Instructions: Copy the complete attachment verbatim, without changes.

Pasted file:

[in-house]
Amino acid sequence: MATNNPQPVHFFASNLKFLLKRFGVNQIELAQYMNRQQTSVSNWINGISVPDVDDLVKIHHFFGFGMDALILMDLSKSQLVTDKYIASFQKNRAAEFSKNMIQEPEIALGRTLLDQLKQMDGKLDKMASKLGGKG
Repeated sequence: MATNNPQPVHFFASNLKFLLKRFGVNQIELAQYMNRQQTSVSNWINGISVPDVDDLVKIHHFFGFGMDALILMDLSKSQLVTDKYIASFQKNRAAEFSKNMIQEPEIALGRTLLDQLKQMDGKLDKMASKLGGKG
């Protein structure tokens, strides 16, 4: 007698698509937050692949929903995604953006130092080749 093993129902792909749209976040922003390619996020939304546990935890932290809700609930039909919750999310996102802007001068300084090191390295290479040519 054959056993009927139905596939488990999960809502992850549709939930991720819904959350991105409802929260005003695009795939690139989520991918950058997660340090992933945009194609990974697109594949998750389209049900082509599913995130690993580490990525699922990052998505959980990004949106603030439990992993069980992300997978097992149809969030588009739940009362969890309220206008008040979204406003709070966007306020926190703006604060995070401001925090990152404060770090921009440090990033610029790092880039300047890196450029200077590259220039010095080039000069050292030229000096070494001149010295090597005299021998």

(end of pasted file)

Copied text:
[in-house]
Amino acid sequence: MATNNPQPVHFFASNLKFLLKRFGVNQIELAQYMNRQQTSVSNWINGISVPDVDDLVKIHHFFGFGMDALILMDLSKSQLVTDKYIASFQKNRAAEFSKNMIQEPEIALGRTLLDQLKQMDGKLDKMASKLGGKG
Repeated sequence: MATNNPQPVHFFASNLKFLLKRFGVNQIELAQYMNRQQTSVSNWINGISVPDVDDLVKIHHFFGFGMDALILMDLSKSQLVTDKYIASFQKNRAAEFSKNMIQEPEIALGRTLLDQLKQMDGKLDKMASKLGGKG
């Protein structure tokens, strides 16, 4: 007698698509937050692949929903995604953006130092080749 093993129902792909749209976040922003390619996020939304546990935890932290809700609930039909919750999310996102802007001068300084090191390295290479040519 054959056993009927139905596939488990999960809502992850549709939930991720819904959350991105409802929260005003695009795939690139989520991918950058997660340090992933945009194609990974697109594949998750389209049900082509599913995130690993580490990525699922990052998505959980990004949106603030439990992993069980992300997978097992149809969030588009739940009362969890309220206008008040979204406003709070966007306020926190703006604060995070401001925090990152404060770090921009440090990033610029790092880039300047890196450029200077590259220039010095080039000069050292030229000096070494001149010295090597005299021998």